Backstage Pass to North Dakota History

This blog takes you behind the scenes of the State Historical Society of North Dakota. Get a glimpse at a day-in-the-life of the staff, volunteers, and partners who make it all possible. Discover what it takes to preserve North Dakota's natural and cultural history. We encourage dialogue, questions, and comments!

Jessica Rockeman's blog

Two True Stories from History That Will Make You Feel Better About Your Day

If you asked me for my definition of history, I might say that it’s a combination of circumstances.

Daniel J. Boorstin famously said, “Education is learning what you didn't even know you didn't know.” Whether you’re a sage student of history or just starting out as a history buff, the love of research and discovery is essential to museum and academic work, such as ndstudies.gov. The science of this work is often hidden, sometimes giving people the idea that history is a series of liner, inevitable events just waiting to be reported.  When the reality is that what we call history as a subject is evidence based, communicating the subjects of fossils, farmers, or photographs is a little more artistic and circumstantial.

The world can be a crazy place. But if history teaches us anything, it’s that life is rarely ever linear. Here are a few weird and sometimes wonderful (OK, mostly weird) stories that often get left out of the history books.

John Evans

Before Meriwether Lewis and William Clark set off the on their expedition, there was the Welsh explorer named John Evans. John was certain that a lost tribe of Welsh were living in North America. To be fair, there was a 1790s “internet rumor” going on. A number of people in England were doing the 1790s equivalent of “trending” the story of Madoc, the myth of a Welsh prince who was supposed to have sailed to North America in 1170. In the myth, his descendants were supposed to be living in the American Midwest and speaking Welsh, of course.

No evidence of a Prince Madoc or his voyage has ever been found. Internet rumor, 1790s style.

John Evans and another Welshman by the name of Iolo Morganwg were going to team up to discover these “Welsh Indians,” identified as the Mandans. Iolo withdrew early from the expedition however, and by 1793, John was imprisoned by the Spanish under the suspicion of being a British spy.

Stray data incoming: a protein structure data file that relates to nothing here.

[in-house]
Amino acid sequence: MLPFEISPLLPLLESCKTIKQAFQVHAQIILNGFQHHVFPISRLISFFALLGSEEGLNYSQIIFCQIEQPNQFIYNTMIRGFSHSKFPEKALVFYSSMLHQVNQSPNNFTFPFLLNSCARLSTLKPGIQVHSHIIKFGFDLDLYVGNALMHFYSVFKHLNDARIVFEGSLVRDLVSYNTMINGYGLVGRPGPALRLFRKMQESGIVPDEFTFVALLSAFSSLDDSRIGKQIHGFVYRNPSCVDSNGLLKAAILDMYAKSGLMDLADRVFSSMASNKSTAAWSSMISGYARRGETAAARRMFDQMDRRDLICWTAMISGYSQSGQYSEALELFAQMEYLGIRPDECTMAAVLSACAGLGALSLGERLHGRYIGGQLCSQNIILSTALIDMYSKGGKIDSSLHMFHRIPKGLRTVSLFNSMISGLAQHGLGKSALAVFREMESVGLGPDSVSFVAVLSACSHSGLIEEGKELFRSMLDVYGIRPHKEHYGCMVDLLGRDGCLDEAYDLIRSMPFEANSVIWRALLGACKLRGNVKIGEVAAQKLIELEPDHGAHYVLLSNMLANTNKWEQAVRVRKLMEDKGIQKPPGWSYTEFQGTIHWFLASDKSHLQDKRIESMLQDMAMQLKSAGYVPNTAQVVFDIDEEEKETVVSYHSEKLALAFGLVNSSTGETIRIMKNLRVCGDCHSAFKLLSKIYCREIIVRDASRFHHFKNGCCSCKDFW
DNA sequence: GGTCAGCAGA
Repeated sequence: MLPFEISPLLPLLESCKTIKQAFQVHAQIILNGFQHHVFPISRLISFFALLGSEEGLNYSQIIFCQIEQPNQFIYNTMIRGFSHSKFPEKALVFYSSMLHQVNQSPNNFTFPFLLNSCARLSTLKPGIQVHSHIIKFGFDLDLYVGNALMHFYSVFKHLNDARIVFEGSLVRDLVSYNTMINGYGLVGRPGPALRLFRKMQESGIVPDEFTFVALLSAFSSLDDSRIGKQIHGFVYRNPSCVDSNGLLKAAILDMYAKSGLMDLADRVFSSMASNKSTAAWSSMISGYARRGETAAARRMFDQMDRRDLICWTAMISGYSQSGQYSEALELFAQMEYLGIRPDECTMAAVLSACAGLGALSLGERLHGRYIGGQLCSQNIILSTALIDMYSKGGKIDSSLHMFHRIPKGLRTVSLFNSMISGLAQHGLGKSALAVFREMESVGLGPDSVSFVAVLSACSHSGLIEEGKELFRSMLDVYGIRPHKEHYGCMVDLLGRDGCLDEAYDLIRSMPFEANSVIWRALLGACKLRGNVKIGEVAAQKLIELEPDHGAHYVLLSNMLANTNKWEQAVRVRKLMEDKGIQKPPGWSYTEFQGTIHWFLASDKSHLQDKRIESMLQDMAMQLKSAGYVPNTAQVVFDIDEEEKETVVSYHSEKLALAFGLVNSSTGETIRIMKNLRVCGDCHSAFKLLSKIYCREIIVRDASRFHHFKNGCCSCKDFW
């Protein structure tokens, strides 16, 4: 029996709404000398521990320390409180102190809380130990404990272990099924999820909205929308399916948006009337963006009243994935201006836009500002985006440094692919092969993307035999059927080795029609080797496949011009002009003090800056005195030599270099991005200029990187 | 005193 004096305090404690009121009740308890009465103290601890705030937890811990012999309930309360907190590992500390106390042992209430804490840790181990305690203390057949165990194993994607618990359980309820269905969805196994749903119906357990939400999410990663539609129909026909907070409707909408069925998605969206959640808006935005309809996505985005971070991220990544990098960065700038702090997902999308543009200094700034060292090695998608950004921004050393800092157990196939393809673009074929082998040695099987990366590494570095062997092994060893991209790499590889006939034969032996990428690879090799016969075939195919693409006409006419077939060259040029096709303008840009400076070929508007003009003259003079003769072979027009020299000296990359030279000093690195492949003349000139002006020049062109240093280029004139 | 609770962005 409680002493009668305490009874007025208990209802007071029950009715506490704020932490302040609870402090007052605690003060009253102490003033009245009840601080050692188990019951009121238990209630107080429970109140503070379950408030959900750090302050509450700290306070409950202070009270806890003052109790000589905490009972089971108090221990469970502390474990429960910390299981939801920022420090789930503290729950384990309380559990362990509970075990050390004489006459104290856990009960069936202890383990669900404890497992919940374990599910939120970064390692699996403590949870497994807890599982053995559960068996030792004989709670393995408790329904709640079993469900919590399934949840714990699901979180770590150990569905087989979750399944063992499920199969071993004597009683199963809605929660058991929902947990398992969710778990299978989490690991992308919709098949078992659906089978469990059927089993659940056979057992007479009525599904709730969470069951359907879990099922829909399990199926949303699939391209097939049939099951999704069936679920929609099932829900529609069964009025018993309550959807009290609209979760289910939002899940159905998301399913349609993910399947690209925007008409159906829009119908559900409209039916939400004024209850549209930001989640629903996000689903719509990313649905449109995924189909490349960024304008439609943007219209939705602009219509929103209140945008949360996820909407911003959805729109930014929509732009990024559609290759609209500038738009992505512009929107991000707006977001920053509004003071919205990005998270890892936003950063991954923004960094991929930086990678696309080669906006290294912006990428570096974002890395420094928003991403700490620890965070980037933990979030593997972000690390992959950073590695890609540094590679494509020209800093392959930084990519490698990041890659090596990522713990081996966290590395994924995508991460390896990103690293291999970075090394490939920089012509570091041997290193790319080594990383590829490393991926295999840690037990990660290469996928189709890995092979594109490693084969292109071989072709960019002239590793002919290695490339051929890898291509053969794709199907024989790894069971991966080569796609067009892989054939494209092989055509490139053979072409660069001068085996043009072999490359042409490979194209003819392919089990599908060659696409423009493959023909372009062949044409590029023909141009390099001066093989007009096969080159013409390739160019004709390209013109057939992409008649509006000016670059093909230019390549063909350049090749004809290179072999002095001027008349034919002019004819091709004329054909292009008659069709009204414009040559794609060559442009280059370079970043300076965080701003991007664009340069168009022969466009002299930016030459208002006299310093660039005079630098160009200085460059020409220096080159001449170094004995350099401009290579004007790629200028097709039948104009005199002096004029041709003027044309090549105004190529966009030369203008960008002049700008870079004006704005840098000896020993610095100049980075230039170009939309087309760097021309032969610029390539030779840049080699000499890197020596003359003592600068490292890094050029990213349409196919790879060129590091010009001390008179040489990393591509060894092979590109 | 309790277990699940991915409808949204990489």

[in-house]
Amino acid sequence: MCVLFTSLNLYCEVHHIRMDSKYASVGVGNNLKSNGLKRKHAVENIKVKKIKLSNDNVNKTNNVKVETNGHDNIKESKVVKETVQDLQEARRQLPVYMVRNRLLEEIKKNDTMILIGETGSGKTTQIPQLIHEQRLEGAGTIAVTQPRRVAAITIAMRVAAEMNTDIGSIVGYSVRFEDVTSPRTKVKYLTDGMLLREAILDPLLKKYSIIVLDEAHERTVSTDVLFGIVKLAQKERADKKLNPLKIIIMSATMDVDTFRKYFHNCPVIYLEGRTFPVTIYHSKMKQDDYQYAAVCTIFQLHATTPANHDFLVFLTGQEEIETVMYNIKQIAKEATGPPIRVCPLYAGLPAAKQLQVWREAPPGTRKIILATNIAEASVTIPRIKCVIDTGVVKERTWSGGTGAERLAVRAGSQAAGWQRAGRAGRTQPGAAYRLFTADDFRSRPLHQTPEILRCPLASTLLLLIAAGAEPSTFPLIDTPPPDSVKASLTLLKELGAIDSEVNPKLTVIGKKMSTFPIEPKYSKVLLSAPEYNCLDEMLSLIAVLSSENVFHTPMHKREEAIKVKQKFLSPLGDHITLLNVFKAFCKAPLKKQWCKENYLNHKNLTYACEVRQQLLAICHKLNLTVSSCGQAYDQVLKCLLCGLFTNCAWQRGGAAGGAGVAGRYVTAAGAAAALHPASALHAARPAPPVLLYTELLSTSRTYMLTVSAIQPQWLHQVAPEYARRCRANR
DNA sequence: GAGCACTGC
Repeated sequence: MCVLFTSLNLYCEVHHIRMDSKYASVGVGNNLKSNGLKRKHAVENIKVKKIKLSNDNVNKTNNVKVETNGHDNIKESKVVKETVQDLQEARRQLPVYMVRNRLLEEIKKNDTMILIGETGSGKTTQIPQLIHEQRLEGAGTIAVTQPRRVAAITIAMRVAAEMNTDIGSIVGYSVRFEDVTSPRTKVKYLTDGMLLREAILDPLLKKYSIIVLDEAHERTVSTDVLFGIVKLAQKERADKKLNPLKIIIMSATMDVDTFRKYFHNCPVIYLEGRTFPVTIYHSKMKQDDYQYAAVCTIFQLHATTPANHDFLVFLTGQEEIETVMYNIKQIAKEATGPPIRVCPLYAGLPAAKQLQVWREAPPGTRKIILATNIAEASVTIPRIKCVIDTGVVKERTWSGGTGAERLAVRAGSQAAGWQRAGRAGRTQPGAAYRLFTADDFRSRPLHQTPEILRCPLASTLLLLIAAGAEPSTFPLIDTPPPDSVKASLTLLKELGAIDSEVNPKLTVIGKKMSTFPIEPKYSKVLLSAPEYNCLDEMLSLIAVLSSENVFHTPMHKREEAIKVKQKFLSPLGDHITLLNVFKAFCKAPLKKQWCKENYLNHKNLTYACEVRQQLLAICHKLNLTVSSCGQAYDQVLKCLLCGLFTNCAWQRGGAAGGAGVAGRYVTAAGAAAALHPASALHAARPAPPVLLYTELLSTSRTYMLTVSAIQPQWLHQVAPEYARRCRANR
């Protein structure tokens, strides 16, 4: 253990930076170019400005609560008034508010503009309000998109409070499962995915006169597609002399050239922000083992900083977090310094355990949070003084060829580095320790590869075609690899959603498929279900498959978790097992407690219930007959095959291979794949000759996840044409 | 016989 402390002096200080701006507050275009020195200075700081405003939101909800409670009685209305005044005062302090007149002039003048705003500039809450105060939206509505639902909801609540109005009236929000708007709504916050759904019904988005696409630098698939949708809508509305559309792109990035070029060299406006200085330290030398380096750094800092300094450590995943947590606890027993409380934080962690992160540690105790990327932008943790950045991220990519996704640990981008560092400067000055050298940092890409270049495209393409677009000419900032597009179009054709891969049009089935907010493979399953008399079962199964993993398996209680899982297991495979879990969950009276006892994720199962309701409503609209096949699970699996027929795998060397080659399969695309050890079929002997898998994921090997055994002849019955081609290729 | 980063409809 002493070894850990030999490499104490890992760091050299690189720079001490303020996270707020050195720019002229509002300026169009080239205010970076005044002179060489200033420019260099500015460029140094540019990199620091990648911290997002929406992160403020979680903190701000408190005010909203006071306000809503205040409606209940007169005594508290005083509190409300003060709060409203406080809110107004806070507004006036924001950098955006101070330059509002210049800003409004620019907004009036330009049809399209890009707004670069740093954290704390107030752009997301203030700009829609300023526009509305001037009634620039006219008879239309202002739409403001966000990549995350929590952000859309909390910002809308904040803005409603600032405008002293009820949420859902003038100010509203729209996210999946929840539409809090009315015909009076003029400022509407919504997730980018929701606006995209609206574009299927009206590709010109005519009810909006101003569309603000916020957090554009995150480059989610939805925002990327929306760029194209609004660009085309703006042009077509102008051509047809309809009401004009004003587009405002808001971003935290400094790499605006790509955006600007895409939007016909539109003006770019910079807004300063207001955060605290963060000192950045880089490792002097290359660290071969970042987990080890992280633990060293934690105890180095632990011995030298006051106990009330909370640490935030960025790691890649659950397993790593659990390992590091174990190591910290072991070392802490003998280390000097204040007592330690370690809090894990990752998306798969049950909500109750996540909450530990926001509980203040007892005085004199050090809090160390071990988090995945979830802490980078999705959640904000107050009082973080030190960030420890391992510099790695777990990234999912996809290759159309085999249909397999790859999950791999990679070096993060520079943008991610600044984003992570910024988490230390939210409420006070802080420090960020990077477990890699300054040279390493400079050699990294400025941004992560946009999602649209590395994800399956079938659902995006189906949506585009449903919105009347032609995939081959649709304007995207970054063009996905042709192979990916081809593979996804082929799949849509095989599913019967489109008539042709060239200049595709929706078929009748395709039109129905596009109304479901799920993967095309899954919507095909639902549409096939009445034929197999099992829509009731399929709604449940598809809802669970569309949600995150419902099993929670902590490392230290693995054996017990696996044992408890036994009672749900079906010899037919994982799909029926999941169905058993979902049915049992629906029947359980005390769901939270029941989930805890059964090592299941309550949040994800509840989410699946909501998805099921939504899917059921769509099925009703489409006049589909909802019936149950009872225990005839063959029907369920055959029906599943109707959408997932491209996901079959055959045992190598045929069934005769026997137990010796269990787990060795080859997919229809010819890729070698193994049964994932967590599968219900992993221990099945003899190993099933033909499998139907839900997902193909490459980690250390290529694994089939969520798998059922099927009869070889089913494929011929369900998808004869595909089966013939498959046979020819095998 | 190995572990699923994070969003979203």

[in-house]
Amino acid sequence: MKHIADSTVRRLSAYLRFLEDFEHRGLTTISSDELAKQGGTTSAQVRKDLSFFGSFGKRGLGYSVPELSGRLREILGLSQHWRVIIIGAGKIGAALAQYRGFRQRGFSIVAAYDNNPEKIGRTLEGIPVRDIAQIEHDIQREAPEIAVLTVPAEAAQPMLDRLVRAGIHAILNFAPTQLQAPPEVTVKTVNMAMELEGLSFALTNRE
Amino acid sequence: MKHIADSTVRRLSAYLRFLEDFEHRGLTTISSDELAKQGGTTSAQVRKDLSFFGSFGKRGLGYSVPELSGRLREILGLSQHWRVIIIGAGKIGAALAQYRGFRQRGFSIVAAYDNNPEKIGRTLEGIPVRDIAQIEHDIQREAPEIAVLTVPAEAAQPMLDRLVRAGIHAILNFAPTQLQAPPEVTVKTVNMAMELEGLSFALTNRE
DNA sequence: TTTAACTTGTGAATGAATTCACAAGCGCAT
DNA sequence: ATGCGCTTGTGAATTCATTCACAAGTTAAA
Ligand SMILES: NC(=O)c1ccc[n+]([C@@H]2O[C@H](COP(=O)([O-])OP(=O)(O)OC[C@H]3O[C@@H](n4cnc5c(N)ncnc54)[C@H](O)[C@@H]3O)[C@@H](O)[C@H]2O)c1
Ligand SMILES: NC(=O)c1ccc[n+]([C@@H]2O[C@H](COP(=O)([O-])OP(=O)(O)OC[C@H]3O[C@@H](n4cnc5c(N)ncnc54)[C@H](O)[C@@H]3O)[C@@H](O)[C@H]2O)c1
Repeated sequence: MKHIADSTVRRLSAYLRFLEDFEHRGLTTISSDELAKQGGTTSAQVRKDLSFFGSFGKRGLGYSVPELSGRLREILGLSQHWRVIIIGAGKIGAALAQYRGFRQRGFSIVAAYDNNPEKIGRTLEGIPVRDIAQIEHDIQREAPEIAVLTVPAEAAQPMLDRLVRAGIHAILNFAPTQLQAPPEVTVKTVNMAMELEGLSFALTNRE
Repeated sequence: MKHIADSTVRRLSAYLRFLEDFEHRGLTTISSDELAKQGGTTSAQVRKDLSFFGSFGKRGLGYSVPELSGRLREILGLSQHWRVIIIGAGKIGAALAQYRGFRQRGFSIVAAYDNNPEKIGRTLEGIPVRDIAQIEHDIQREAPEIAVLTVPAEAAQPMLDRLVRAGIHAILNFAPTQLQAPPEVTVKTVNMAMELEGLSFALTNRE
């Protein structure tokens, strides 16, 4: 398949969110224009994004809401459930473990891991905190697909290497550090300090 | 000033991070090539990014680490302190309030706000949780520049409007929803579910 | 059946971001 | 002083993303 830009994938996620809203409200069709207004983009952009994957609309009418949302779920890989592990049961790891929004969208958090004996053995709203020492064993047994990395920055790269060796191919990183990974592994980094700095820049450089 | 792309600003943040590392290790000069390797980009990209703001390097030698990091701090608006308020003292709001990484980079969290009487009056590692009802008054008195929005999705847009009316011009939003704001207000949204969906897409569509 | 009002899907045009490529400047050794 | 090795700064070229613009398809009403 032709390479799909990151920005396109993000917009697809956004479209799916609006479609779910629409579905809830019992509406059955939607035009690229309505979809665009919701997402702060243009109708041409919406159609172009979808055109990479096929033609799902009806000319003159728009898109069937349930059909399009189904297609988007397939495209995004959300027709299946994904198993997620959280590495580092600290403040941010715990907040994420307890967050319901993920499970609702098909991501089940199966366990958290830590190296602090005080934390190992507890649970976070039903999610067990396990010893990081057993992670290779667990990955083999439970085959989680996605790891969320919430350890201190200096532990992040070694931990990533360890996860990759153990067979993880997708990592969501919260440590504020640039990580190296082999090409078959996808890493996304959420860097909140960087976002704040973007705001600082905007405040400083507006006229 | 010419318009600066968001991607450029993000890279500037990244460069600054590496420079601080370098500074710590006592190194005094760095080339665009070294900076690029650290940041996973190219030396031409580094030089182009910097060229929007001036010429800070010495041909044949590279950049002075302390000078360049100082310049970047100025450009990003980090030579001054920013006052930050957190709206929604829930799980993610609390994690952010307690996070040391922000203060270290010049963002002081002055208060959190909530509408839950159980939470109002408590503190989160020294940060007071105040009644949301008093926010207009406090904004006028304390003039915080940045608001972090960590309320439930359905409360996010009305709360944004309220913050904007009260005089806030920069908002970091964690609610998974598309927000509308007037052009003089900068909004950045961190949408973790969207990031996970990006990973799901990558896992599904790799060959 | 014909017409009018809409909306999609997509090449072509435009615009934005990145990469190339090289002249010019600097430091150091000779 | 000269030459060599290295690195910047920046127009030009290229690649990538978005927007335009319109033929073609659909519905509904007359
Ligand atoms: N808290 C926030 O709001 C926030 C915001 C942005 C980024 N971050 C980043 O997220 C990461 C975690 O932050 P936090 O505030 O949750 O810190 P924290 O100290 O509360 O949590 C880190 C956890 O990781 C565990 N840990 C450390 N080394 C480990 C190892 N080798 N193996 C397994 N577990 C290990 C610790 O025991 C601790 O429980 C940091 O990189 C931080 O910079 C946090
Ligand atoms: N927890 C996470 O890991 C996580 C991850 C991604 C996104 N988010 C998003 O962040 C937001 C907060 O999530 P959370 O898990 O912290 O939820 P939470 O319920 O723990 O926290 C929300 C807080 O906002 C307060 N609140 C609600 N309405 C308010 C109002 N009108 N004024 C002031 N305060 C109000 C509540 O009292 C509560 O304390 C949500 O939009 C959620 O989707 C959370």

Apparently, his story wasn’t believable then, either.

By 1795, he’d agreed to a plea deal, became a Spanish citizen, and set off on an expedition with the backing of the Spanish to try to discover a route to the Pacific Ocean from the Missouri River and his lost group of Welsh. He did find the Mandans and spent the winter with them before returning to St. Louis.

The Mandans were not Welsh.

map

John Evan's map of the Missouri River from St. Charles to the Mandan villages of North Dakota. Source Wikipedia, Library of Congress.

Note: President Thomas Jefferson gave Lewis and Clark copies of John Evan’s maps and notes which they used on their expedition. Learn more about American Indians in North Dakota at ndstudies.gov.

And sometimes a humble person steps into the right set of circumstances and ends up owning a third of the world.

Catherine I

Catherine I was born Marta Helena from Polish-Lithuania. Having both parents die from plague before her sixth birthday, this unfortunate child found herself scrubbing floors to survive. Then the Russians invaded. Which meant she was taken prisoner and then sold to a solider. Who traded her to another officer. Who gave her to a general. Who traded her to a duke. Who introduced her to the Tsar. History is a little sketchy as to her exact origins, but by 1711, she accompanied Peter the Great on a military campaign and saved everyone from the overwhelming Turkish army. Six months later, Peter the Great and a peasant woman were married.

Paintng of Catherine I

Some days you wake up a peasant girl. The next day, an empress in charge of 15 million Russians. YOLO. Catherine the Great by Jean-Marc Nattier. Source Wikipedia.